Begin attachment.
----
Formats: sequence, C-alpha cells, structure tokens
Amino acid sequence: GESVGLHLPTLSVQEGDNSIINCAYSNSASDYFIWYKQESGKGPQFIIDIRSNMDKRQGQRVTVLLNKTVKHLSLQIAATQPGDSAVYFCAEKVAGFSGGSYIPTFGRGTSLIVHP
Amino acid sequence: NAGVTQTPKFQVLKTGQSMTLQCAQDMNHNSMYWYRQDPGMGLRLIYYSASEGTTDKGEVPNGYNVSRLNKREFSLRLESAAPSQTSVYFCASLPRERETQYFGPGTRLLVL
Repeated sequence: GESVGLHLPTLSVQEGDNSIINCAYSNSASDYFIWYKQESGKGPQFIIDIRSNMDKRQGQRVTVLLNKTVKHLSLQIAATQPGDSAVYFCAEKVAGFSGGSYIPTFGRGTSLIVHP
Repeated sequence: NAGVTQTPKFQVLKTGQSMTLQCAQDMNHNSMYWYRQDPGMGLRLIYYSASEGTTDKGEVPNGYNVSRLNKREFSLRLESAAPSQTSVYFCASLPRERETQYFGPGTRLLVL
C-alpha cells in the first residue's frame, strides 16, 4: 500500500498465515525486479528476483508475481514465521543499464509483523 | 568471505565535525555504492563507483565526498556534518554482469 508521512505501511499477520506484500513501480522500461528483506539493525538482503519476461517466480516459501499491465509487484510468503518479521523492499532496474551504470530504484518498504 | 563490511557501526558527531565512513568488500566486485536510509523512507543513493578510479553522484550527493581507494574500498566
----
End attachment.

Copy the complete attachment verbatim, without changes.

Formats: sequence, C-alpha cells, structure tokens
Amino acid sequence: GESVGLHLPTLSVQEGDNSIINCAYSNSASDYFIWYKQESGKGPQFIIDIRSNMDKRQGQRVTVLLNKTVKHLSLQIAATQPGDSAVYFCAEKVAGFSGGSYIPTFGRGTSLIVHP
Amino acid sequence: NAGVTQTPKFQVLKTGQSMTLQCAQDMNHNSMYWYRQDPGMGLRLIYYSASEGTTDKGEVPNGYNVSRLNKREFSLRLESAAPSQTSVYFCASLPRERETQYFGPGTRLLVL
Repeated sequence: GESVGLHLPTLSVQEGDNSIINCAYSNSASDYFIWYKQESGKGPQFIIDIRSNMDKRQGQRVTVLLNKTVKHLSLQIAATQPGDSAVYFCAEKVAGFSGGSYIPTFGRGTSLIVHP
Repeated sequence: NAGVTQTPKFQVLKTGQSMTLQCAQDMNHNSMYWYRQDPGMGLRLIYYSASEGTTDKGEVPNGYNVSRLNKREFSLRLESAAPSQTSVYFCASLPRERETQYFGPGTRLLVL
C-alpha cells in the first residue's frame, strides 16, 4: 500500500498465515525486479528476483508475481514465521543499464509483523 | 568471505565535525555504492563507483565526498556534518554482469 508521512505501511499477520506484500513501480522500461528483506539493525538482503519476461517466480516459501499491465509487484510468503518479521523492499532496474551504470530504484518498504 | 563490511557501526558527531565512513568488500566486485536510509523512507543513493578510479553522484550527493581507494574500498566